Native Plant Gardening

Native plants provide a valuable resource to local pollinators, benefit the local ecosystem, and produce gorgeous blooms that make the garden shine. If you would like to see more bees, butterflies, and birds in the garden, plant for them, and you will be rewarded.

Why a Native Garden?

Besides providing food to the local wildlife, native plant gardening is an important choice because it replaces plants that may be invasive, have higher pesticide needs, and are a detriment to the soil. Native gardens use less water and assist in the prevention of erosion. Native plants have spent thousands of years adapting to the local climate, and in turn, the region needs them to thrive. They are generally easier to care for and require fewer resources, which makes them a better choice for the gardener.

There are many beautiful flowers to choose from when planting a garden. When you choose native species, you choose the local environment, pollinators, and ecosystem. What you plant makes a difference!

Getting Started

Before you scatter seeds, do some research as to what native plants are essential in your region. Are there particular species of butterflies that frequent the area? Is there a type of bee that needs extra help? How can you best help the native wildlife in the region? While most native plants are great, some are more beneficial than others. Learn the local insects and birds’ needs and cater to them for the best results and blooms.

Top 10 East Coast Native Plants

Phlox – The three main types are Garden Phlox, Creeping Phlox, and Woodland Phlox. All three feature brilliantly colored clusters of flowers and a sweet fragrance. Pollinators love them and they grow fast.

Azalea – Featuring spectacularly showy flowers in Spring, Azaleas are a dramatic addition to the garden and one that the pollinators adore. Azaleas are widespread around the world, with quite a few species being native to North America, including Sweet Azalea, Dwarf Azalea, Piedmont Azalea, Swamp Azalea, and Flame Azalea.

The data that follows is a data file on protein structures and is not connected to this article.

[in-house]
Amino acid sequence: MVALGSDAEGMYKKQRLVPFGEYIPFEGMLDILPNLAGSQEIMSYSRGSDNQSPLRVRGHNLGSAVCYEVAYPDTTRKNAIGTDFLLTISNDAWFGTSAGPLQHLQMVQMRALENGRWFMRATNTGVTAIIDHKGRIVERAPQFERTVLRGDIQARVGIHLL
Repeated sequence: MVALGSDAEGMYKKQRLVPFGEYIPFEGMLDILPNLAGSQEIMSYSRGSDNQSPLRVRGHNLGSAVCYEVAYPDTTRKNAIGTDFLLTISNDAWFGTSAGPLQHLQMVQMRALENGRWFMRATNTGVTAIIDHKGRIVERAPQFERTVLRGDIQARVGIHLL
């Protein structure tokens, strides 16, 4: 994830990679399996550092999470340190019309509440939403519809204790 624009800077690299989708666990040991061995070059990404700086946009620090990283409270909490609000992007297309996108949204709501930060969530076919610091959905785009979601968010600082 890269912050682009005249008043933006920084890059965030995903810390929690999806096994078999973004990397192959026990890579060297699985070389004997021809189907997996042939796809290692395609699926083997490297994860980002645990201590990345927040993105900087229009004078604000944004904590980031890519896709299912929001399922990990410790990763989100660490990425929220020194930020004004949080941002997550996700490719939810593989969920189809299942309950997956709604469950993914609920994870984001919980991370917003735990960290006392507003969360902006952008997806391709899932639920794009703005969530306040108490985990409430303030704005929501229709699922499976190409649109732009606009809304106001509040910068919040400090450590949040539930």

Aster – A fall-blooming flower, Asters are important to all pollinators but especially to the Monarch butterfly. Asters produce prolific daisy-like flowers in shades of purple, pink, blue, and white.

Viburnum – Birds love the berries that the Viburnum produces in abundance in the fall. If you want to see more bluebirds, waxwings, thrushes, and cardinals, plant a Viburnum. In the Spring, they bloom large, showy flowers for the pollinators. During all seasons, their large shrubby branches provide a haven for butterfly and moth larvae. Every garden should have at least one Viburnum! Nannyberry is the most popular variety. However, Blackhaw and Highbush Cranberry are also great choices.

Milkweed – Monarchs love the milkweed, and just for that reason, we should all plant a patch. Swamp Milkweed, Common Milkweed, and Butterfly Weed are the three native to the East Coast. Their blooms are vibrant and stunning, and their importance to the survival of Monarch butterflies cannot be understated. They bloom in late summer/fall, giving a beautiful show while most other flowers are fading away.

Bee Balm – These unusually shaped blooms, resembling ragged pom poms, are a favorite with hummingbirds, bees, and butterflies. The brightly colored flowers have a sweet, spicy fragrance. Scarlet Beebalm, Wild Bergamot, Spotted Beebalm, and Purple Bergamot are four that are native to the East Coast.

Bluestems – Big and Little Bluestem are native grasses that grow easily and are drought-tolerant. Many species of songbirds prefer it for safety cover and nesting. The seeds are also a popular food. Deer and other grass-eating mammals don’t particularly like it, which makes it a safe, undisturbed place for delicate nestlings.

Virginia Creeper – This vigorous climber can grow up to 20′ per year. It prefers growing upwards instead of outwards and is perfect if you are looking for a native vine to cover a wall, arbor, or fence. In the fall, the leaves change from deep green to deep red or mauve. Throughout the fall and winter, birds will enjoy the berries.

The importance of native plants goes well beyond just one garden. It is a movement that we all need to embrace for the health of our soil, local ecosystems, and pollinators. Even growing one or two of these plants makes a difference. As a bonus, they are all quite beautiful and will add brilliant aesthetics to your garden while pushing out invasive species.

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